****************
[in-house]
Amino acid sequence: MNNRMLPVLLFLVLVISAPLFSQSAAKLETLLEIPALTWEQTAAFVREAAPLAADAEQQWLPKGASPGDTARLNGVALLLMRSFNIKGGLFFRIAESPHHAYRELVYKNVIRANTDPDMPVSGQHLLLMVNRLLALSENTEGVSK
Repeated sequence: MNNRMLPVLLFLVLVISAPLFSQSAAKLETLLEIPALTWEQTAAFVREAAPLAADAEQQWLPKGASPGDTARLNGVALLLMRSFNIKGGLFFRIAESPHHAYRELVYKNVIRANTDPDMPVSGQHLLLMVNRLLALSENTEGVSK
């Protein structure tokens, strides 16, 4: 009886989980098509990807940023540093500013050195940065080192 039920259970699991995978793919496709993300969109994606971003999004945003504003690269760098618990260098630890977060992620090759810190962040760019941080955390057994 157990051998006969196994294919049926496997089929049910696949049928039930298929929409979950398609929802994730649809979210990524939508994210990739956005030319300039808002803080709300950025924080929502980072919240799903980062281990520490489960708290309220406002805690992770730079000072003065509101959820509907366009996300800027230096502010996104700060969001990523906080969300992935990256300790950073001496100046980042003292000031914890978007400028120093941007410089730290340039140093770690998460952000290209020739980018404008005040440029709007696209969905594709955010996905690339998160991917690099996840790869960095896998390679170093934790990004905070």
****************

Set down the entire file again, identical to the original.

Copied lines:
[in-house]
Amino acid sequence: MNNRMLPVLLFLVLVISAPLFSQSAAKLETLLEIPALTWEQTAAFVREAAPLAADAEQQWLPKGASPGDTARLNGVALLLMRSFNIKGGLFFRIAESPHHAYRELVYKNVIRANTDPDMPVSGQHLLLMVNRLLALSENTEGVSK
Repeated sequence: MNNRMLPVLLFLVLVISAPLFSQSAAKLETLLEIPALTWEQTAAFVREAAPLAADAEQQWLPKGASPGDTARLNGVALLLMRSFNIKGGLFFRIAESPHHAYRELVYKNVIRANTDPDMPVSGQHLLLMVNRLLALSENTEGVSK
């Protein structure tokens, strides 16, 4: 009886989980098509990807940023540093500013050195940065080192 039920259970699991995978793919496709993300969109994606971003999004945003504003690269760098618990260098630890977060992620090759810190962040760019941080955390057994 157990051998006969196994294919049926496997089929049910696949049928039930298929929409979950398609929802994730649809979210990524939508994210990739956005030319300039808002803080709300950025924080929502980072919240799903980062281990520490489960708290309220406002805690992770730079000072003065509101959820509907366009996300800027230096502010996104700060969001990523906080969300992935990256300790950073001496100046980042003292000031914890978007400028120093941007410089730290340039140093770690998460952000290209020739980018404008005040440029709007696209969905594709955010996905690339998160991917690099996840790869960095896998390679170093934790990004905070």